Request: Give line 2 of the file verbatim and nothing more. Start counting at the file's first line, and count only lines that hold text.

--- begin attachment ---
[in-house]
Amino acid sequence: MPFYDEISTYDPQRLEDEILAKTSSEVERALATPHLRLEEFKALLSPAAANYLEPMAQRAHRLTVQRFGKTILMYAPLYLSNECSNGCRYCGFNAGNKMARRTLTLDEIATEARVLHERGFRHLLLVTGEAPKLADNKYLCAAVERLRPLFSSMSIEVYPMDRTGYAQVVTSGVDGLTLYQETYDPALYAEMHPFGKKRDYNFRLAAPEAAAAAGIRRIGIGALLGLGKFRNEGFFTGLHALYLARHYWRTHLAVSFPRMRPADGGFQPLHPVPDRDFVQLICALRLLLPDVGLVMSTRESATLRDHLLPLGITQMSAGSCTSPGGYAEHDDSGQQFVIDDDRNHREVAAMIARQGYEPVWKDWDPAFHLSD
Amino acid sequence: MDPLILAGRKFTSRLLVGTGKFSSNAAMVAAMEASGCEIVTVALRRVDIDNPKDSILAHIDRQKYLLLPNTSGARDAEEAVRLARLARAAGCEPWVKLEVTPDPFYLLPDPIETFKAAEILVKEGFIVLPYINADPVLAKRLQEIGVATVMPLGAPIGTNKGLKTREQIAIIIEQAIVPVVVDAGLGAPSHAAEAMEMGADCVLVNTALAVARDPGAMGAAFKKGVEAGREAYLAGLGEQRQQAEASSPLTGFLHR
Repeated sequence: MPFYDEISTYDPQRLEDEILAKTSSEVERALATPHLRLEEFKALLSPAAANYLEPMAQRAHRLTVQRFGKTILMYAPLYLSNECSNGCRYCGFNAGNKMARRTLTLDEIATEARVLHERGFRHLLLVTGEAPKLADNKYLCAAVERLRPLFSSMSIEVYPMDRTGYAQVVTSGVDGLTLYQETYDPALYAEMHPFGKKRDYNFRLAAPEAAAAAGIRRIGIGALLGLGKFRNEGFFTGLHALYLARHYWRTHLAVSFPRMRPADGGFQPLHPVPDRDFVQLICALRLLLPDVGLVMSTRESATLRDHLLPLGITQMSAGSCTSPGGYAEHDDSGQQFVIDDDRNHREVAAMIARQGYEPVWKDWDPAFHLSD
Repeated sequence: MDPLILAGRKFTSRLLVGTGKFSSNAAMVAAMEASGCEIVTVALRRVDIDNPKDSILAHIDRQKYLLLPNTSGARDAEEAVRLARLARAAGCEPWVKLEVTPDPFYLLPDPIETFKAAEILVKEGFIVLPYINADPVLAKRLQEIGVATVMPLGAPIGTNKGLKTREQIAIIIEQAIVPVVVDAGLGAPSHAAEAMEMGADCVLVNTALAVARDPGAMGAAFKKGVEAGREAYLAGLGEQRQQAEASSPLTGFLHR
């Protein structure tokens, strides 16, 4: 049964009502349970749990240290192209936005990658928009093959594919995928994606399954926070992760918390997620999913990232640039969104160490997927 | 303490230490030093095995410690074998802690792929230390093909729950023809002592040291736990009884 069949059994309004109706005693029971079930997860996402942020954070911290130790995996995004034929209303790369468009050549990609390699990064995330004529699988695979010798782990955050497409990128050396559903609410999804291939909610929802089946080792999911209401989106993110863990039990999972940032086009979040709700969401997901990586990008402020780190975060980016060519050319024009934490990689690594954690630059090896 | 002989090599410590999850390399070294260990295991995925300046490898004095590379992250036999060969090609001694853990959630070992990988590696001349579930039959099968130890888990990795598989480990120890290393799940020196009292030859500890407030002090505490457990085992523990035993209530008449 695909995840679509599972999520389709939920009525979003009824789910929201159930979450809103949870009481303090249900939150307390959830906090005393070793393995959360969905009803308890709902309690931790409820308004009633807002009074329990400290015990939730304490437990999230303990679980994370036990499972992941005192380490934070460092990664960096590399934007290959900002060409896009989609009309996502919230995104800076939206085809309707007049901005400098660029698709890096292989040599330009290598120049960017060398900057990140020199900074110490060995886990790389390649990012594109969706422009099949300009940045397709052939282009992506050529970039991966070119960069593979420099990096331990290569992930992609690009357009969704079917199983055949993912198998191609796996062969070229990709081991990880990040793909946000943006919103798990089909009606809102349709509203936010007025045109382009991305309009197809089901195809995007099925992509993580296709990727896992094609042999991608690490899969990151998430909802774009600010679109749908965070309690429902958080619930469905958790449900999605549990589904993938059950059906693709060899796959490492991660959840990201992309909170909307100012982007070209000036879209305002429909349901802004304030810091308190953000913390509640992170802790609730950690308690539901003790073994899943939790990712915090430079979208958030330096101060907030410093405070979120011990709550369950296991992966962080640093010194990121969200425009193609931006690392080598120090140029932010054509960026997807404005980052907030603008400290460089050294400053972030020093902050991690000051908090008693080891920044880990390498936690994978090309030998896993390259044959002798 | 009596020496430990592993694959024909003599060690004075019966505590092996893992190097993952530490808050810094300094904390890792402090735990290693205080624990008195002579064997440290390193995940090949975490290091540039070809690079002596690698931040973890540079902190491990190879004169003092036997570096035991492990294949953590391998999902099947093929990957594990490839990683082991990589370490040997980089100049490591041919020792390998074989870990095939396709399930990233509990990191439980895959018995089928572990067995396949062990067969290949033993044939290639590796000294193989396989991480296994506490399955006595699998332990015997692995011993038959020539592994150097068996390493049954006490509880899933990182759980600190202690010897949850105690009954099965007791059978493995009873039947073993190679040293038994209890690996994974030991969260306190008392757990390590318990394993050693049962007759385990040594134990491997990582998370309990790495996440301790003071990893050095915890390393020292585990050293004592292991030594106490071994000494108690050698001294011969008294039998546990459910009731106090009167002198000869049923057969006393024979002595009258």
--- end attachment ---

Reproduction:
Amino acid sequence: MPFYDEISTYDPQRLEDEILAKTSSEVERALATPHLRLEEFKALLSPAAANYLEPMAQRAHRLTVQRFGKTILMYAPLYLSNECSNGCRYCGFNAGNKMARRTLTLDEIATEARVLHERGFRHLLLVTGEAPKLADNKYLCAAVERLRPLFSSMSIEVYPMDRTGYAQVVTSGVDGLTLYQETYDPALYAEMHPFGKKRDYNFRLAAPEAAAAAGIRRIGIGALLGLGKFRNEGFFTGLHALYLARHYWRTHLAVSFPRMRPADGGFQPLHPVPDRDFVQLICALRLLLPDVGLVMSTRESATLRDHLLPLGITQMSAGSCTSPGGYAEHDDSGQQFVIDDDRNHREVAAMIARQGYEPVWKDWDPAFHLSD